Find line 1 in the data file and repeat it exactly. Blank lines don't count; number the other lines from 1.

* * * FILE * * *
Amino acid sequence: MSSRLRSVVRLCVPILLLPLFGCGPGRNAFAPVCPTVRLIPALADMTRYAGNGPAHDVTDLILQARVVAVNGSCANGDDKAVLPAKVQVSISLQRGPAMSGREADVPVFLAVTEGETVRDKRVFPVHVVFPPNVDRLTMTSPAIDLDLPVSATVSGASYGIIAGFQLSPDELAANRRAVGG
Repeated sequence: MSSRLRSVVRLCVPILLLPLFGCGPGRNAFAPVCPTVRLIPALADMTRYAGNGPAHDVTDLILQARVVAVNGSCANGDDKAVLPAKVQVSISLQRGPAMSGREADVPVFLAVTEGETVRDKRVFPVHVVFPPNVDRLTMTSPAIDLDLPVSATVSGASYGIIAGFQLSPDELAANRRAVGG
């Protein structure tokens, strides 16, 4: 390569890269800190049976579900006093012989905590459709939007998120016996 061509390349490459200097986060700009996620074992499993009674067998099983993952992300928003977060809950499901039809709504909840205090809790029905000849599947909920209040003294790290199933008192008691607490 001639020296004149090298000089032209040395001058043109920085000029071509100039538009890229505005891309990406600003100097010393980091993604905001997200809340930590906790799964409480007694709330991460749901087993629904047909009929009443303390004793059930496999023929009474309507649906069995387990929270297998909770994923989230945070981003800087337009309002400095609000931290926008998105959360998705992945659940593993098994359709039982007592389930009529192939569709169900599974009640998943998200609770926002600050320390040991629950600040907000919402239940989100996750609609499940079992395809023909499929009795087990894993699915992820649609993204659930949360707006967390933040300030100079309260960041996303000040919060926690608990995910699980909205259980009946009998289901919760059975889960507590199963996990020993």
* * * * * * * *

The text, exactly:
Amino acid sequence: MSSRLRSVVRLCVPILLLPLFGCGPGRNAFAPVCPTVRLIPALADMTRYAGNGPAHDVTDLILQARVVAVNGSCANGDDKAVLPAKVQVSISLQRGPAMSGREADVPVFLAVTEGETVRDKRVFPVHVVFPPNVDRLTMTSPAIDLDLPVSATVSGASYGIIAGFQLSPDELAANRRAVGG